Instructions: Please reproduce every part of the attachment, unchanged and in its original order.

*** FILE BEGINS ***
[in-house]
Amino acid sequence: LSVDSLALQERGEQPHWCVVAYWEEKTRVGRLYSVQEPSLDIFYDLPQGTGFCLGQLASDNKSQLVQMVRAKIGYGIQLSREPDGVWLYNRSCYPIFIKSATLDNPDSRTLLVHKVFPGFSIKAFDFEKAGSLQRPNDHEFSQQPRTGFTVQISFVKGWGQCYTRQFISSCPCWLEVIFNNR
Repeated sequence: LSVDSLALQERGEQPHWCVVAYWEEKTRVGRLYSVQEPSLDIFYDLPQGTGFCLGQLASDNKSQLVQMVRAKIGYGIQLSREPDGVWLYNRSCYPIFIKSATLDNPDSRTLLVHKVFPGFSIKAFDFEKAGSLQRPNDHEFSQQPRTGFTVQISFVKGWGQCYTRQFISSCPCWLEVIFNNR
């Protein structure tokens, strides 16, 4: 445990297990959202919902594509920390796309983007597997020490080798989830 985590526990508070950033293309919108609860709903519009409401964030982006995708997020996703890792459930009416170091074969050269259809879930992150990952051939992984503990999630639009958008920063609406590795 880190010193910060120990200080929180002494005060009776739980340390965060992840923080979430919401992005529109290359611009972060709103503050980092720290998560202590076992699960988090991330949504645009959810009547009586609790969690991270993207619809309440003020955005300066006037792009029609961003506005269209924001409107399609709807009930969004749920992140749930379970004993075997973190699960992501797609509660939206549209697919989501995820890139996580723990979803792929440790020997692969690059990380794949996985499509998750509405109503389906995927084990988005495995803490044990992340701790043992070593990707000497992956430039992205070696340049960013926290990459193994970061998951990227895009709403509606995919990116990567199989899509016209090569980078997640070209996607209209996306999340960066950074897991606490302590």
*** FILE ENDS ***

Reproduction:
[in-house]
Amino acid sequence: LSVDSLALQERGEQPHWCVVAYWEEKTRVGRLYSVQEPSLDIFYDLPQGTGFCLGQLASDNKSQLVQMVRAKIGYGIQLSREPDGVWLYNRSCYPIFIKSATLDNPDSRTLLVHKVFPGFSIKAFDFEKAGSLQRPNDHEFSQQPRTGFTVQISFVKGWGQCYTRQFISSCPCWLEVIFNNR
Repeated sequence: LSVDSLALQERGEQPHWCVVAYWEEKTRVGRLYSVQEPSLDIFYDLPQGTGFCLGQLASDNKSQLVQMVRAKIGYGIQLSREPDGVWLYNRSCYPIFIKSATLDNPDSRTLLVHKVFPGFSIKAFDFEKAGSLQRPNDHEFSQQPRTGFTVQISFVKGWGQCYTRQFISSCPCWLEVIFNNR
């Protein structure tokens, strides 16, 4: 445990297990959202919902594509920390796309983007597997020490080798989830 985590526990508070950033293309919108609860709903519009409401964030982006995708997020996703890792459930009416170091074969050269259809879930992150990952051939992984503990999630639009958008920063609406590795 880190010193910060120990200080929180002494005060009776739980340390965060992840923080979430919401992005529109290359611009972060709103503050980092720290998560202590076992699960988090991330949504645009959810009547009586609790969690991270993207619809309440003020955005300066006037792009029609961003506005269209924001409107399609709807009930969004749920992140749930379970004993075997973190699960992501797609509660939206549209697919989501995820890139996580723990979803792929440790020997692969690059990380794949996985499509998750509405109503389906995927084990988005495995803490044990992340701790043992070593990707000497992956430039992205070696340049960013926290990459193994970061998951990227895009709403509606995919990116990567199989899509016209090569980078997640070209996607209209996306999340960066950074897991606490302590």